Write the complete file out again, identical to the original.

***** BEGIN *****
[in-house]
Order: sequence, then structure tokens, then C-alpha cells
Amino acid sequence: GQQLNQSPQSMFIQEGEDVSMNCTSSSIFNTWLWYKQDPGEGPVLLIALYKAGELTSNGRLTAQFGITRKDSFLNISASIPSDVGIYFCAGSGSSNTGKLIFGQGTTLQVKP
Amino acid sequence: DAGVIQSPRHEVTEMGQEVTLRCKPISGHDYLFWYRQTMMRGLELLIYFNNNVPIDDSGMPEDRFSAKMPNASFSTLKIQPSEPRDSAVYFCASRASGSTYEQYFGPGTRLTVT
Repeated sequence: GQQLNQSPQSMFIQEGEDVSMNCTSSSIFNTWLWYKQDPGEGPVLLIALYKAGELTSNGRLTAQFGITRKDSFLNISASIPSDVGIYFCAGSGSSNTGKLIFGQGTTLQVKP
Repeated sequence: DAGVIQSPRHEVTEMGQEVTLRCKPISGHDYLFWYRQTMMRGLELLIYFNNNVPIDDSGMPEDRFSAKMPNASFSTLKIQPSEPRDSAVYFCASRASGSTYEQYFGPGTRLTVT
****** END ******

[in-house]
Order: sequence, then structure tokens, then C-alpha cells
Amino acid sequence: GQQLNQSPQSMFIQEGEDVSMNCTSSSIFNTWLWYKQDPGEGPVLLIALYKAGELTSNGRLTAQFGITRKDSFLNISASIPSDVGIYFCAGSGSSNTGKLIFGQGTTLQVKP
Amino acid sequence: DAGVIQSPRHEVTEMGQEVTLRCKPISGHDYLFWYRQTMMRGLELLIYFNNNVPIDDSGMPEDRFSAKMPNASFSTLKIQPSEPRDSAVYFCASRASGSTYEQYFGPGTRLTVT
Repeated sequence: GQQLNQSPQSMFIQEGEDVSMNCTSSSIFNTWLWYKQDPGEGPVLLIALYKAGELTSNGRLTAQFGITRKDSFLNISASIPSDVGIYFCAGSGSSNTGKLIFGQGTTLQVKP
Repeated sequence: DAGVIQSPRHEVTEMGQEVTLRCKPISGHDYLFWYRQTMMRGLELLIYFNNNVPIDDSGMPEDRFSAKMPNASFSTLKIQPSEPRDSAVYFCASRASGSTYEQYFGPGTRLTVT